Wednesday, February 25, 2009

The Cost of War

"For seven years, we have been a nation at war. No longer will we hide its price." So the president spoke to Congress last night. In the quote above he was referring, of course, to Afghanistan and Iraq - where we've been invading, occupying, and otherwise wreaking havoc for the cause of freedom since 2001 (Afghanistan) and 2003 (Iraq). What President Obama meant by the comment was that the Bush administration's practice of funding wars via post-budget spending requests would not be his administration's practice. You read that right. War has not been included in the US budget for the seven years we've been involved in one or more wars. Our new boss seems to think we should count those costs up front. Just like you and I would count the cost of a new car if we were going to drive one. Here's what the Fight-Now-Pay-Later plan has looked like so far. The yellow blocks represent the money no one in Washington thought we needed to budget for. It's measured in billions, don't forget. I thought it was interesting this morning that the only major news sources I could find headlining this particular item from the president's speech were Al Aribiya, The Hindustan Times, and CBC news out of Canada. The comments posted on those sites are particularly interesting. Please read a few. Perhaps people feel the war is the one thing we're involved in right now that isn't on fire, boiling over, crumbling, or otherwise screaming madly for attention. The war in Iraq just plods on along - $341 million dollars a day worth of plodding. While we're biding our time at war, take a look at the National Priorities Project. It provides information about trade offs your community has made for the sake of war. Here, for instance, is a partial list of what Austin, TX isn't getting because we got wars instead:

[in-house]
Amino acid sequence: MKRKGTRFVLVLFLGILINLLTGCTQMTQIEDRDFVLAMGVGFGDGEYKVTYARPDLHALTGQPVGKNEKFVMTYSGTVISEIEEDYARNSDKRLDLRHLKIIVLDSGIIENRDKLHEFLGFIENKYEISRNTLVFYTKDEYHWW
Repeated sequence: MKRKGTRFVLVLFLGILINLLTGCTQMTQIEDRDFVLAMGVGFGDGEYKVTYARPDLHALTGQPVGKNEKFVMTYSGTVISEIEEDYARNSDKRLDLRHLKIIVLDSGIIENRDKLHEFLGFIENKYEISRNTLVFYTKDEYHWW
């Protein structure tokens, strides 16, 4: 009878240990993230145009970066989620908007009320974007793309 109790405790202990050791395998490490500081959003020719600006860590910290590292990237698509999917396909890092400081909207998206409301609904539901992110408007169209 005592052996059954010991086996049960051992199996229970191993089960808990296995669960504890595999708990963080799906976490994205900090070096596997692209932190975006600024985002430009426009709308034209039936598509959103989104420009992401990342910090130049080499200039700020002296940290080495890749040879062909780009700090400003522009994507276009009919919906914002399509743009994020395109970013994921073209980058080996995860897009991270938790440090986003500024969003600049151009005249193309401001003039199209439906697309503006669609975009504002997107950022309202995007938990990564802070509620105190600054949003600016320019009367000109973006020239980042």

412,552 People with Health Care for One Year OR
41,844 Public Safety Officers for One year OR
31,716 Music and Arts Teachers for One Year OR
21,538 Affordable Housing Units OR
775,937 Children with Health Care for One Year OR
33,879 Elementary School Teachers for One Year OR
Of course none of this means a thing to 4,251 US families. I doubt a single one of them care about the teachers or police officers or subsidized homes we've lost because of wars in Iraq and Afghanistan. These families know the real price of war. Here is what the Smith family of Grand Rapids, MI lost because of war - This is what the Cliff family of Mt. Pleasant, SC sacrificed- And here's what the Dryden family of Canton, OH gave up for war in Iraq - There are 4,248 others just like these. Along with 31,054 wounded Americans and hundreds of thousands of dead Iraqi civilians. War - No longer will we hide its price. May it be so. Peace.

2 comments:

tommylucke said...

It is amazing how willing political leaders have been to hide the costs of war. Wouldn't it be nice if they would spend some of the money on peaceful endeavors? It is time for the war stimulus package we've been saddled with for eight years to end.

Joshua Brown said...

I only hope that when we realize the true cost of war - both in finances and loss of life - we will wake up and realize war should not be our only resource in conflict management. Unfortunately I think many feel that the Republican party attempted to cling to their interpretation of the war so that it became dogmatic in the GOP. I'm not convinced that Republican citizens will be able to take off the war-tinted lenses provided by Bush, Cheney and McCain. I only hope we can listen to reason and no longer ignore the very real cost of violence...and the irresponsibility which has colored these wars from the start.

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